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I Am Legend

Will Smith in I Am Legend

Review by Jack Foley

IndieLondon Rating: 3 out of 5

I AM Legend is Hollywood’s third attempt at recreating Richard Matheson’s source novel for the big screen (following The Last Man On Earth in 1964 and The Omega Man in 1971) but it remains a deeply flawed experience.

The plot centres around Robert Neville (Will Smith), a brilliant scientist, who becomes the last man in New York City after a terrible man-made virus is unleashed and turns most of the population into flesh-eating zombies.

The infected can only exist in the dark and so Neville uses the daylight hours to try and find a cure based around his own immunity and to issue distress calls for survivors who could be listening.

But as he becomes increasingly more desperate and the infected grow more adventurous, it’s only a matter of time before something has to give…

One of the most immediate problems surrounding Francis Lawrence’s movie is that it falls prone to easy comparisons with the far superior 28 Days/Weeks Later franchise – a situation that already led to its postponement way back in 2002, when Michael Bay was initially to have directed Smith in it.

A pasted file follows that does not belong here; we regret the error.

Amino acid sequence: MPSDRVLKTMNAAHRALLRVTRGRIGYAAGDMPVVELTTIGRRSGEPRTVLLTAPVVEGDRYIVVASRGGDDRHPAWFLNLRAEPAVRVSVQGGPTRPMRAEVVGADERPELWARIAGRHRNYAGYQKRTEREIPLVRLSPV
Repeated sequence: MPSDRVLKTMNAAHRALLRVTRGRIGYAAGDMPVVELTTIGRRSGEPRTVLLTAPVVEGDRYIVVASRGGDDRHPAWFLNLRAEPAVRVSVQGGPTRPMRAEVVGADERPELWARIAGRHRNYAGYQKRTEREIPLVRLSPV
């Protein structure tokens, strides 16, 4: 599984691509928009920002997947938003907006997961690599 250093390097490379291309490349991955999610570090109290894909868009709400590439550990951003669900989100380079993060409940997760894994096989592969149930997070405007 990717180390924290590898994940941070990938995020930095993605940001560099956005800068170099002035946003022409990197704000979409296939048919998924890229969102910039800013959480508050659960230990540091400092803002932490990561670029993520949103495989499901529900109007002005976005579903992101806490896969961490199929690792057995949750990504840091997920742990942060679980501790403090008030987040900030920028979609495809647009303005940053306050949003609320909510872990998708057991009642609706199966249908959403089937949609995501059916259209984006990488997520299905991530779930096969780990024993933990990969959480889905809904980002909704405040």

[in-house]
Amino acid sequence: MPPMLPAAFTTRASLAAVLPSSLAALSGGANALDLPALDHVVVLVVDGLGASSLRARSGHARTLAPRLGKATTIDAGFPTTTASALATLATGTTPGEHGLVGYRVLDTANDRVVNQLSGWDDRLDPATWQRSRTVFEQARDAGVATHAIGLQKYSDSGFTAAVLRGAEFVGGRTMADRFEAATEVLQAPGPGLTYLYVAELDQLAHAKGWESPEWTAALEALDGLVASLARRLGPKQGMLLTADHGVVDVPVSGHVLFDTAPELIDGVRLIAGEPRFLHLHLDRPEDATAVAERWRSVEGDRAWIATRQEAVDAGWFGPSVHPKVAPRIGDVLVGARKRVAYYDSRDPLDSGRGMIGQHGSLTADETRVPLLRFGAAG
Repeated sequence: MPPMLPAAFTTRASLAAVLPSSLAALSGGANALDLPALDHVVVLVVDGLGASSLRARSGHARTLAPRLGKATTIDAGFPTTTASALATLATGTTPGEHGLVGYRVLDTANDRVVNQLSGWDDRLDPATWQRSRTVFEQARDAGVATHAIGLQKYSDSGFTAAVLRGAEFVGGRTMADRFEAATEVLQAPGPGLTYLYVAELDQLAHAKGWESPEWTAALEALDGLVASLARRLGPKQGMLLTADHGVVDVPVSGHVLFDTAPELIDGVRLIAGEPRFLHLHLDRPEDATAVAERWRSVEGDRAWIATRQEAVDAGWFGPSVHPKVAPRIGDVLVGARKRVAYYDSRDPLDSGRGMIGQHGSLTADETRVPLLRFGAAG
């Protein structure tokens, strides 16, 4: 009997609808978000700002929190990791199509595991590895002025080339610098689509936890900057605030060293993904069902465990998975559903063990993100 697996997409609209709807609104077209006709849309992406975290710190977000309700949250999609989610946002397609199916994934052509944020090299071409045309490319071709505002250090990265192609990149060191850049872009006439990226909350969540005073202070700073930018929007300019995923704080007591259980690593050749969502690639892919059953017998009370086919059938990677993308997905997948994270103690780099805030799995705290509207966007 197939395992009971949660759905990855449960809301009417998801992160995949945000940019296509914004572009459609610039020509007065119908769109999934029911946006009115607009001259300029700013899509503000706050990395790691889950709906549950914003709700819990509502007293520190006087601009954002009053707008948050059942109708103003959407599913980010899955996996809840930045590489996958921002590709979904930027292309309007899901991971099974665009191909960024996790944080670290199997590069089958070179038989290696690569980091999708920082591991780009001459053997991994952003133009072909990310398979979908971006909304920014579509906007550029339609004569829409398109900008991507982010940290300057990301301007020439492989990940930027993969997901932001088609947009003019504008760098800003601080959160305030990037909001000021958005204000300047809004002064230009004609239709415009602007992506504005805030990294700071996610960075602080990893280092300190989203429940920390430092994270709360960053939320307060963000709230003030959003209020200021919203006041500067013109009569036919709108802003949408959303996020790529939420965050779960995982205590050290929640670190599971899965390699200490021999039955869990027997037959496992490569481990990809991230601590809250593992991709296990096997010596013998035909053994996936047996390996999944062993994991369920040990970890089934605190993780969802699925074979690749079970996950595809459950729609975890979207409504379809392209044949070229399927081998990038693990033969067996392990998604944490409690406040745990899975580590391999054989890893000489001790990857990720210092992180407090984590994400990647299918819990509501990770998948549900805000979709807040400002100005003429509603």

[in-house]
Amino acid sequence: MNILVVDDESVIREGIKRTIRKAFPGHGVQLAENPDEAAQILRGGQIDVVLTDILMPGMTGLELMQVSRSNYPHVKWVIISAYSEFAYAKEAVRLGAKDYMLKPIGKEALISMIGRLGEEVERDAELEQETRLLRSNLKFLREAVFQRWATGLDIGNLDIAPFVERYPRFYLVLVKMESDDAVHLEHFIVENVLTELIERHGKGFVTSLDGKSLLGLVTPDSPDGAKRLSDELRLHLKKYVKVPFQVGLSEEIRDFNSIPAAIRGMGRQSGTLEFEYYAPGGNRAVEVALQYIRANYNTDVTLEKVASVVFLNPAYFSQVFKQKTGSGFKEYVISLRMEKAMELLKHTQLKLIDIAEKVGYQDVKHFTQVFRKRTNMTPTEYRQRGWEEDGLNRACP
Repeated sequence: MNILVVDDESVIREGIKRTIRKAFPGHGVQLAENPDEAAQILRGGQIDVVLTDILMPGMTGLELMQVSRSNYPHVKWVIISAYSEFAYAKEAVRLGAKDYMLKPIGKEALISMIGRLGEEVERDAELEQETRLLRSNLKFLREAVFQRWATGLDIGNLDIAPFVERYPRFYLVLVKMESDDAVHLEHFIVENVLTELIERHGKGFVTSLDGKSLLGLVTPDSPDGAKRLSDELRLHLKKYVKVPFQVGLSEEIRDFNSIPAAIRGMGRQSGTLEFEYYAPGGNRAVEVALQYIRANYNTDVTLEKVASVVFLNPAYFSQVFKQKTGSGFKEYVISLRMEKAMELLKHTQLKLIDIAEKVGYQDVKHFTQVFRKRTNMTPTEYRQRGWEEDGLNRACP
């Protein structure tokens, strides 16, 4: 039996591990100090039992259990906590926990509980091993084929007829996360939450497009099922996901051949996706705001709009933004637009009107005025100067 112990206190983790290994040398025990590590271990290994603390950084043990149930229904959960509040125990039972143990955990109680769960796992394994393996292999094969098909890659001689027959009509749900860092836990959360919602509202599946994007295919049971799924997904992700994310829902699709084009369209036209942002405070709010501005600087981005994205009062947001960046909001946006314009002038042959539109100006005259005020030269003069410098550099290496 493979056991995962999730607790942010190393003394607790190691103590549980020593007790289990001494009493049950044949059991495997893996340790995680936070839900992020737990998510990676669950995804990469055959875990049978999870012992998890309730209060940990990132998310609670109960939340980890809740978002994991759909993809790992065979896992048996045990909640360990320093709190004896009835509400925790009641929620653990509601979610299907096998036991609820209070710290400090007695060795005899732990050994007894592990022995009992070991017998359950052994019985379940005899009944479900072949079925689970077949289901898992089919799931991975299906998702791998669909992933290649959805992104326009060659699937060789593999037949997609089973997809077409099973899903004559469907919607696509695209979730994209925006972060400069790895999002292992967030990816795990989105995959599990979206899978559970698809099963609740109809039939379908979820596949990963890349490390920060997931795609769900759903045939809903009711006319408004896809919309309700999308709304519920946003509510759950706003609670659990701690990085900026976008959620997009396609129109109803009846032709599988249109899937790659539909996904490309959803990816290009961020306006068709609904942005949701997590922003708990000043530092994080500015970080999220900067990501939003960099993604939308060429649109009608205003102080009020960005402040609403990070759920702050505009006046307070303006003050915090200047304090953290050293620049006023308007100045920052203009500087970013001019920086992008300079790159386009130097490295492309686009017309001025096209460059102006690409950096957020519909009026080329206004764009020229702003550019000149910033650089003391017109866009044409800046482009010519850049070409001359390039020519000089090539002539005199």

Lawrence attempts to overcome this by adopting a more cerebral approach and focusing on Neville’s mental plight as much as the threat posed by the zombies. Hence, the early part of the film exists in a near-constant state of heightened tension as Neville and his beloved Alsatian travel around an eerily deserted NYC looking for food and survivors.

Smith, for his part, carries the film well and makes Neville a character worth rooting for – one who is prone to different emotions stemming from the guilt he still feels about his inability to prevent the outbreak of the virus or the death of his family in the subsequent evacuation (relayed via a series of impressive flashbacks).

But the film starts to lose its way once Lawrence shows us the infected – CGI creations that fail to terrify as much as the human zombies that ran about in the 28 Days Later movies. Initially, the fear factor remains intact, especially during a tense encounter inside a darkened warehouse, but as they become more visible, so the film’s plausibility starts to diminish.

By the time the film reaches its ridiculous and unnecessarily sentimental final act any goodwill becomes seriously tested and its many flaws all the more apparent. Had Lawrence delivered a killer ending in the style of the original Planet Of The Apes his film might have left a more lasting impression.

Instead and in spite of the good work done by Smith it’s yet another disappointing blockbuster that squanders a strong start by pandering to the all-consuming American need for hope.

Certificate: 15
Running time: 1hr 40mins
UK DVD Release Date: April 21, 2008